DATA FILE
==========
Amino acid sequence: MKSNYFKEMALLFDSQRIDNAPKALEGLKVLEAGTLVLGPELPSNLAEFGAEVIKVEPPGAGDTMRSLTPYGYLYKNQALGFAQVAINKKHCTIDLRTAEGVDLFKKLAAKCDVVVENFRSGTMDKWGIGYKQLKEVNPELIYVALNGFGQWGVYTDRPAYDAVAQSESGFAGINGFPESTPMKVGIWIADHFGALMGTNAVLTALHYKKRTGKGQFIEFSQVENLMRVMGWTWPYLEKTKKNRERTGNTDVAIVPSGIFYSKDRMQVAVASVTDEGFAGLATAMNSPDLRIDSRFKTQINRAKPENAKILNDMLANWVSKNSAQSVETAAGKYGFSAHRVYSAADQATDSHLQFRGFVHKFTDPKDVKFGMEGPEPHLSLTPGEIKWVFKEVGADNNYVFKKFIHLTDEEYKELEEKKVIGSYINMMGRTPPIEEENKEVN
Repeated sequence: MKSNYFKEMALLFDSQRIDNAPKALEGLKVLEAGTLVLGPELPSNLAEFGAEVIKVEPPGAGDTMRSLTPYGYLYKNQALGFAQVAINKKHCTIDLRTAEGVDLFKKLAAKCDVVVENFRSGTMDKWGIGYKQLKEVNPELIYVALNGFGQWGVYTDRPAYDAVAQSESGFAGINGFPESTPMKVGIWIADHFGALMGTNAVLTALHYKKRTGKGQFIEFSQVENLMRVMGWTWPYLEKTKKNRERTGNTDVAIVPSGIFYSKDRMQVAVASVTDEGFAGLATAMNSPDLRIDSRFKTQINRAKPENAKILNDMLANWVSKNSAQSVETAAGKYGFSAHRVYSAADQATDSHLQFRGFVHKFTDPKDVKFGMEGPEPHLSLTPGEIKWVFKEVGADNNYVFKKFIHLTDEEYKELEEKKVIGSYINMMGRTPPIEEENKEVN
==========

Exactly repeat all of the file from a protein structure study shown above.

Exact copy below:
Amino acid sequence: MKSNYFKEMALLFDSQRIDNAPKALEGLKVLEAGTLVLGPELPSNLAEFGAEVIKVEPPGAGDTMRSLTPYGYLYKNQALGFAQVAINKKHCTIDLRTAEGVDLFKKLAAKCDVVVENFRSGTMDKWGIGYKQLKEVNPELIYVALNGFGQWGVYTDRPAYDAVAQSESGFAGINGFPESTPMKVGIWIADHFGALMGTNAVLTALHYKKRTGKGQFIEFSQVENLMRVMGWTWPYLEKTKKNRERTGNTDVAIVPSGIFYSKDRMQVAVASVTDEGFAGLATAMNSPDLRIDSRFKTQINRAKPENAKILNDMLANWVSKNSAQSVETAAGKYGFSAHRVYSAADQATDSHLQFRGFVHKFTDPKDVKFGMEGPEPHLSLTPGEIKWVFKEVGADNNYVFKKFIHLTDEEYKELEEKKVIGSYINMMGRTPPIEEENKEVN
Repeated sequence: MKSNYFKEMALLFDSQRIDNAPKALEGLKVLEAGTLVLGPELPSNLAEFGAEVIKVEPPGAGDTMRSLTPYGYLYKNQALGFAQVAINKKHCTIDLRTAEGVDLFKKLAAKCDVVVENFRSGTMDKWGIGYKQLKEVNPELIYVALNGFGQWGVYTDRPAYDAVAQSESGFAGINGFPESTPMKVGIWIADHFGALMGTNAVLTALHYKKRTGKGQFIEFSQVENLMRVMGWTWPYLEKTKKNRERTGNTDVAIVPSGIFYSKDRMQVAVASVTDEGFAGLATAMNSPDLRIDSRFKTQINRAKPENAKILNDMLANWVSKNSAQSVETAAGKYGFSAHRVYSAADQATDSHLQFRGFVHKFTDPKDVKFGMEGPEPHLSLTPGEIKWVFKEVGADNNYVFKKFIHLTDEEYKELEEKKVIGSYINMMGRTPPIEEENKEVN